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Getting Science Education Right

To the Editors:

I was glad to read “The 95 Percent Solution” (November–December). I offer kudos to John H. Falk and Lynn D. Dierking for an insightful, accurate and long overdue piece on the importance of free-choice science learning. I roundly support their findings and recommendations and proffer that a good part of mainstream academia’s reluctance to accept them could be based on good old-fashioned empire protectionism, or maintenance of the status quo.

I feel their findings could be applied equally to Canadians. And there needs to be more discussion about the lack of vehicles or tools for validating and legitimizing learning outside of a formal academic setting. There is far too much emphasis in our society on formal credentials and acquisition of academic lettering, rather than focusing on acquired knowledge and abilities—regardless of how and where obtained.

As the authors note, research by Mami Berendsen of the NASA Night Sky Network found that some “amateur” astronomers possess more knowledge than university undergraduates do. But in the absence of lettering such as B.Sc. (a bachelor of science degree) to validate and support their understanding, people engaged in science in formalized settings can be stymied in advancing further. This needs to change.

Winston Stairs
Oshawa, Ontario

To the Editors:

We were disappointed by the interpretation of data and the recommendations in “The 95 Percent Solution.” We respect the excellent National Academies of Sciences 2009 report “Learning Science in Informal Environments: People, Places, and Pursuits,” by Philip Bell, et al. It explains the importance of informal science education. But the excellence and importance of formal science education are totally lost in Falk and Dierking’s presentation. It is as though the authors suggest we roll over and give up because some science instruction in some schools has received bad test scores.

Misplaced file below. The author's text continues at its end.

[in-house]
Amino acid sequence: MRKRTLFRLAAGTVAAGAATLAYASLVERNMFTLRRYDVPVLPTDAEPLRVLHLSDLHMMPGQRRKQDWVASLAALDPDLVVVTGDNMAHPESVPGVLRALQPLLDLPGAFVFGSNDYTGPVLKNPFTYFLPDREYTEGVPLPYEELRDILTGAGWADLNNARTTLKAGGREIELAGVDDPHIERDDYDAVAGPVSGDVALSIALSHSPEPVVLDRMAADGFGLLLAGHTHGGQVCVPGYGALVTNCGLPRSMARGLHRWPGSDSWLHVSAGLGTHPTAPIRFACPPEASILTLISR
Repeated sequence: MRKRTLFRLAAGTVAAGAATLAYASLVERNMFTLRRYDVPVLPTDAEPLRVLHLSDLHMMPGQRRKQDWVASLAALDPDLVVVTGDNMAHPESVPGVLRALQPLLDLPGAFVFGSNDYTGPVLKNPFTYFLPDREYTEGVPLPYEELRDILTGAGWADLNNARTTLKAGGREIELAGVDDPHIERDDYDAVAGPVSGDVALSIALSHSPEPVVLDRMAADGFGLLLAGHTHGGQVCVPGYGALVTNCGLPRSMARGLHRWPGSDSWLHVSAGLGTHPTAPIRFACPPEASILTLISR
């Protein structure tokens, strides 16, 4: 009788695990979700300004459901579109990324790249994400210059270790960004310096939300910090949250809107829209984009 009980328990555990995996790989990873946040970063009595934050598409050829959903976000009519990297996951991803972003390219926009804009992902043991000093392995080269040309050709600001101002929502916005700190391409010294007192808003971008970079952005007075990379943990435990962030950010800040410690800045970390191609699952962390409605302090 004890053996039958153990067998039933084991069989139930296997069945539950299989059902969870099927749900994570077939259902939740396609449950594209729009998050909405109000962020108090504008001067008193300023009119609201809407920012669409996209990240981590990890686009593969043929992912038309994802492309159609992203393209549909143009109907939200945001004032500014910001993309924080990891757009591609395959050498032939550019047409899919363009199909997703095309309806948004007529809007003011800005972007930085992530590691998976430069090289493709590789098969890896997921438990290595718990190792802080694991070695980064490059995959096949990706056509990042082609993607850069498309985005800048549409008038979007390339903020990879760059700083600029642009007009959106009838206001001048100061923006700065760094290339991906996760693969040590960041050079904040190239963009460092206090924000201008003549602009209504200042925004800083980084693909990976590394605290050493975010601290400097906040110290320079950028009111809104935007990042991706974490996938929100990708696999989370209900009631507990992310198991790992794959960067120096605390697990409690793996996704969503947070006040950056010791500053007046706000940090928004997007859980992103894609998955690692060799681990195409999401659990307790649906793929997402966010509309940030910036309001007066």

If the athletics and physical education professionals received a similar set of recommendations—just have students go to ball games, watch television or take a field trip and let others have all the fun (and spare us the time and expense of their direct participation)—they’d deem it totally inappropriate. The same should be true for science education. A laissez-faire approach hasn’t worked well with science education.

Noted science educator Mary Budd Rowe once asked a relevant question that went, roughly, like this: Are you a crapshooter or a bowler? Crapshooters believe they have no control over their future and can’t improve their odds. But bowlers know they can improve their game with practice. When it comes to education, we’re with the bowlers. We believe that Falk and Dierking should revisit the data and reformulate recommendations that would help the in-school science education community improve its game.

M. Patricia Morse
University of Washington

David Kennedy
Olympia, WA

Drs. Falk and Dierking respond:

We are delighted that our article generated considerable discussion and we appreciate all of the comments, positive and negative. We want to clarify two points. First, we never claimed that free-choice or informal learning accounts for 95 percent of all science learning or that schooling contributes little to the public’s understanding of science. We did argue that lifelong, out-of-school experiences contribute far more to that understanding than traditionally has been acknowledged. Second, current data do not allow direct comparisons of the efficacy of learning in and out of school, but it is clear that both make important contributions. The data do suggest that out-of-school experiences might be particularly important for underserved youth and for adults. Ultimately this need not be an either-or proposition. Learning is cumulative and distributed. No one learns anything in only one place or at one time. We suggest that policymakers require schools, free-choice learning settings and higher education institutions to collaborate as equal partners and create lifelong science, technology, engineering and mathematics (STEM) education. That would be a useful alternative to educational policies that focus solely on in-school science education. Such an approach would leverage what we know about the interconnectedness of learning across a lifespan. It would also, of course, have serious implications for how we invest our finite educational dollars.

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